In an effort to get rid of my food baby, I went for a run “with” Jason last week (“with” meaning we left the house at the same time, then I promptly waved goodbye at his back as he shoomed away). I’m heavier and slower than my lean-yet-nightmarishly-tanned version from last summer, but I tried to stay positive as I set out to conquer the hilly 6.5 mile loop.
My pace was slow but steady, and I settled into a decent groove, enjoying the crisp air that was warm enough to warrant running in a t-shirt, yet chilly enough so I wouldn’t overheat. I quickly zoned out into my “zen mode,” where I let the stresses of the day dissolve and let my thoughts wander to and from any number of topics. I used to run with my old iPod “Classic,” but after I left that bad boy on a plane, I got used to running without music and just let my inner monologue keep me company.
I trudged on, totally zonked out, and soon approached the Pagliacci on 10th and Miller. I was staring straight ahead down the sidewalk and wiping some sweat off my nose when I noticed someone standing off to the side. I’m not sure if he was waiting for a bus or getting ready to cross the street, but when he saw me his face lit up and he shot his hand up in the air. Confused, I focused on him and my brain, thinking this guy knew me, searched its reserves for a name. Who is this dude? Is he a TN Multisports teammate? Have I worked with him?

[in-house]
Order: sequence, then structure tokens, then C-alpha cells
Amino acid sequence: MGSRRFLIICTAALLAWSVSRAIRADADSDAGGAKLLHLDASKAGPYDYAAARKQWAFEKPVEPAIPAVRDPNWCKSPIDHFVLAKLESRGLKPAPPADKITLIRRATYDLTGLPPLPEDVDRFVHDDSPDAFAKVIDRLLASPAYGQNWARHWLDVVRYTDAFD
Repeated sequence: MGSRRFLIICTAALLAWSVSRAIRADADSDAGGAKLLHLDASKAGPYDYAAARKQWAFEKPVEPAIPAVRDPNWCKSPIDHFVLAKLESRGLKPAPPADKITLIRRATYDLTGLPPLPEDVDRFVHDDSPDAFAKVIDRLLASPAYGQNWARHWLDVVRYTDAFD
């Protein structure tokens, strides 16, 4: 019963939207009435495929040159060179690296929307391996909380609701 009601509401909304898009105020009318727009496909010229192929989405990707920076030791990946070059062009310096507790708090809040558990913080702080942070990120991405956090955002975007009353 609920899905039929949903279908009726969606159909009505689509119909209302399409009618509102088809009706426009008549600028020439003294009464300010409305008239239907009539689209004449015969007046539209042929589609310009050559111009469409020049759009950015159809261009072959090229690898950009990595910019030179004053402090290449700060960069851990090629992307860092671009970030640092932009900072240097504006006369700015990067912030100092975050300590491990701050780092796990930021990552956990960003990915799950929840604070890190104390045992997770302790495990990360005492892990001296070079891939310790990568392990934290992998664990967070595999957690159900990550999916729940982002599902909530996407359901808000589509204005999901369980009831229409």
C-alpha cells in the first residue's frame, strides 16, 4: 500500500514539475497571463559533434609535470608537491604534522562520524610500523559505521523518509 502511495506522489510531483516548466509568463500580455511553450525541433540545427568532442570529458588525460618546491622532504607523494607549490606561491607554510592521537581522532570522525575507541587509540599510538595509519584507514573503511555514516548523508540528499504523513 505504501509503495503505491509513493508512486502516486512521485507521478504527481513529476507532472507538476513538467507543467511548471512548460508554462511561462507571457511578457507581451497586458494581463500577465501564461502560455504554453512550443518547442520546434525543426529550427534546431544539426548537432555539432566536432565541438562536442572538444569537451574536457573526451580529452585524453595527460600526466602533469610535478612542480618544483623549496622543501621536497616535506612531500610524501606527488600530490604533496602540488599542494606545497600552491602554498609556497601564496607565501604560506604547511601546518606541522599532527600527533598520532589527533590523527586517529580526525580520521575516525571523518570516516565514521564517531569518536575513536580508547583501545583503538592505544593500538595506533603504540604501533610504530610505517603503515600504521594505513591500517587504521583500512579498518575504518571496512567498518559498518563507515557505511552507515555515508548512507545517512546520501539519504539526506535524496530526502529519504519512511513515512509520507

Brain: “Scanning for recognition…scanning…scanning…scanning…”
Me: “…well? Do I know him?”
Me: “Ugh, brain, you are the worst.”
Brain: “Don’t rush me! You’ve got a lot of useless shit in here. Do you really need to know the theme song to The Golden Girls?”
Me: “I don’t need your judgment. And I will not thank you for being a friend right now because you’re seriously letting me down here. How the hell we got through college is beyond me.”
Brain: “Whatever…anyway, yeahhhh, we don’t know this guy.”
After finally establishing I did not know this man who was standing on the sidewalk with his hand outstretched, I hesitated, not exactly comprehending what he wanted from me. My eyes flickered up to his hand, which he held rigid, and he exclaimed, “You rock!”
And then I realized that all this dude wanted was to high-five me because I was out running. I smiled, smacked his hand with mine, and shouted, “Thanks!” As I ran off, he called after me, “You’re doing great!” and I grinned all the way down the street.
Of course, as I replayed the scene back in my head, my warm fuzzies gave way to intense neurotic shame as I remembered one crucial detail:
I scratched my nose to wipe the sweat away, then I used that same hand to high-five him.
OH CRAP, HE THINKS I PICKED MY NOSE AND THEN WIPED IT ON HIS HAND!!!
HE IMMEDIATELY REGRETTED OFFERING ME THAT HIGH-FIVE, I KNOW IT
I AM A DISGUSTING HUMAN BEING!!!
I MUST SEQUESTER MYSELF IN MY HOME AND NEVER RUN OUTSIDE AGAIN OUT OF SHAMEEEEEEE
And then I couldn’t stop thinking about this scene:
So for the remainder of my run, my emotions alternated between feeling happy over a stranger’s random act of awesomeness and embarrassed by the potentially misunderstood nose itch. But ultimately, my happiness edged out over the shame (barely), so I wanted to author an open letter to the Guy Standing in Front of the Pagliacci on 10th:
Dear Guy Standing in Front of the Pagliacci on 10th,
A few things:
This Mediocre Athlete